How The Peregrine Fund is Helping
The Peregrine Fund is not working directly with Lesser Spotted Eagles, but our conservation efforts through habitat protection, education, and community outreach extend to all raptor species, including this eagle. We also supply literature to researchers from our avian research library, which helps scientists around the world gather and share important information on raptor conservation. We also run the Global Raptor Impact Network which gives raptor researchers tools to more efficiently conduct their own studies while contributing to a global program. GRIN also provides citizen scientists a way to participate in raptor science and conservation.
Where it Lives
The Lesser Spotted Eagle is found in parts of Europe and the Middle East and overwinters in parts of Africa. It is found in a myriad of different habitats including moist lowland forests, often near wetlands, dry upland forest, forest-steppes, river valleys, and the periphery of wet meadows. Birds that overwinter in Africa are found in wetter woodland areas, in general.
What it Does
These migratory raptors are usually found singly or in small flocks. However, in winter in Africa, this species is often found in large numbers with Steppe Eagles and Wahlberg's Eagles. This species has been known to breed with Greater Spotted Eagles.
Why it Needs our Help
This eagle is categorized as a species of Least Concern. However, that doesn't mean that this species still faces many threats. Habitat degradation through deforestation and the draining of wetlands is having an impact on this species. Sadly, so is poaching. It is estimated that 100's or even 1,000's might be shot every year during their migration.
What it Eats
The Lesser Spotted Eagle has a varied diet. This highly migratory species feeds on different prey based on where it is. When it is on its breeding grounds, it tends to favor mammals as its primary food source. It will hunt ground squirrels, rats, mice, and voles. However, like most other predators, it will take other prey items when it can. It will feed on medium-sized birds, frogs, lizards, snakes, and insects. In its wintering range, the bulk of its diet consists of Red-billed Quelea nestlings and termites though it will also take other prey items. It is known to occasionally feed on carrion.
Nests, Eggs, and Young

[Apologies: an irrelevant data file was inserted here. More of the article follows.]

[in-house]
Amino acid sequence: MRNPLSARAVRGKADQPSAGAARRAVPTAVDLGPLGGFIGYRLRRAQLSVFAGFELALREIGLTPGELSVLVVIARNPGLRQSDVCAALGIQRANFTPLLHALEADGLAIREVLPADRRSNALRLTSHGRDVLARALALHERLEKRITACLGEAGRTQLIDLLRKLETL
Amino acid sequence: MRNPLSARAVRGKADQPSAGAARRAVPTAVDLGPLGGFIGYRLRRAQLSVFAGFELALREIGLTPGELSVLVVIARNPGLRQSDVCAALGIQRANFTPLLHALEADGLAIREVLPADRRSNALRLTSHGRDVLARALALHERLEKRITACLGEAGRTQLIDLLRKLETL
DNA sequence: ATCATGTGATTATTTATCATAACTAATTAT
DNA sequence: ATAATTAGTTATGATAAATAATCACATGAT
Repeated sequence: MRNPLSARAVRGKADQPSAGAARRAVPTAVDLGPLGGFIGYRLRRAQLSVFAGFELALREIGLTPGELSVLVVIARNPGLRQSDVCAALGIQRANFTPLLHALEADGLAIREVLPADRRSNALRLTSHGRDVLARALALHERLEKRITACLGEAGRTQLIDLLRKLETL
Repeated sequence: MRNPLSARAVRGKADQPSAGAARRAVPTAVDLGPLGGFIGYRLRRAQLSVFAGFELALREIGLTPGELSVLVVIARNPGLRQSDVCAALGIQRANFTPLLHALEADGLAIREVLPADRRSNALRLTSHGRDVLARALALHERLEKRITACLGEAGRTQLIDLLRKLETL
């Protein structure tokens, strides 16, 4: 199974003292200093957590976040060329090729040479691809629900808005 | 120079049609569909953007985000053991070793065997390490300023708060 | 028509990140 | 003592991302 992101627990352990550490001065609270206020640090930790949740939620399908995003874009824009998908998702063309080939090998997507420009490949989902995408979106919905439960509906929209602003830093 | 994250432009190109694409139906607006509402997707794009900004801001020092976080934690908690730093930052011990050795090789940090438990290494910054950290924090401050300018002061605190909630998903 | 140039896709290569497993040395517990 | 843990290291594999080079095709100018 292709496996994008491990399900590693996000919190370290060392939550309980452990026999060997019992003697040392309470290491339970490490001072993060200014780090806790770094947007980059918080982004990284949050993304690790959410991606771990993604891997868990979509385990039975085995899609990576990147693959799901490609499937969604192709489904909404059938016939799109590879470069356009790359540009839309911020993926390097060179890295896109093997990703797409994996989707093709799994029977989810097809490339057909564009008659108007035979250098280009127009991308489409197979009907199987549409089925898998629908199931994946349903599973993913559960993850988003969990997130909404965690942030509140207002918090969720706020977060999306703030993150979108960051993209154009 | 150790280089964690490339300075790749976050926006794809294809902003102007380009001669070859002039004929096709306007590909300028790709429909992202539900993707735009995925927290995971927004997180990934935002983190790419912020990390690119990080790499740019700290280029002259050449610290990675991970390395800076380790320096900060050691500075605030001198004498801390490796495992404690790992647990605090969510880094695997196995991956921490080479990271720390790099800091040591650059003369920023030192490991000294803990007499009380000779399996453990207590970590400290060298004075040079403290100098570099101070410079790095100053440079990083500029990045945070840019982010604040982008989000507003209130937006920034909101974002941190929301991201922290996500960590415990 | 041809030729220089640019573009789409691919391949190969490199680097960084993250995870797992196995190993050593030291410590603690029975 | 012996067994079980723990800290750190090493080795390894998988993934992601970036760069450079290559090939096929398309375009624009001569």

The Lesser Spotted Eagle normally nests high in trees, though once in a while they do nest on the ground. They build a stick nest that is quite large, that can measure between 50–150 cm in diameter. The nest is lined with green twigs and even grass.
The female will lay 1-2 eggs, which must be incubated for about 5 weeks. After the nestlings hatch, they are covered in a gray-white down. When food is very abundant, both young will often survive to fledging. However, most often, only one young survives. This is because one nestling - usually the older, bigger one - kills its younger sibling. This is called cainism. Whether one or two young survive, they will fledge, or fly for the first time, at around 8 weeks of age.
Lesser Spotted Eagles reach sexual maturity when they are between 3-4 years old.
Lesser Spotted Eagle and the World Center for Birds of Prey
The World Center for Birds of Prey offers fun ways to learn about raptors of all kinds. Interactive activities, tours, interesting videos, and a children's room with activities from coloring sheets and quizzes to costumes and a touch table are available for the curious mind. We also have several different birds of prey on display year-round, including several eagle species! Though we don't have any resident Lesser Spotted-Eagles at the World Center for Birds of Prey, if you visit you will be rewarded with an opportunity to meet Fancy, our resident Ornate Hawk-eagle, a beautiful Bald Eagle, and Grayson a Harpy Eagle. At the visitor center, you will see these amazing birds of prey, and others, up close in our outdoor aviary. Our knowledgeable staff is on hand to answer any questions you may have.
Global Raptor Information Network. 2022. Species account: Lesser Spotted Eagle Lophaetus pomarinus. Downloaded from http://www.globalraptors.org on 26 Dec. 2022
Meyburg, B.-U., P. F. D. Boesman, J. S. Marks, and G. M. Kirwan (2020). Lesser Spotted Eagle (Clanga pomarina), version 1.0. In Birds of the World (J. del Hoyo, A. Elliott, J. Sargatal, D. A. Christie, and E. de Juana, Editors). Cornell Lab of Ornithology, Ithaca, NY, USA. https://doi.org/10.2173/bow.leseag1.01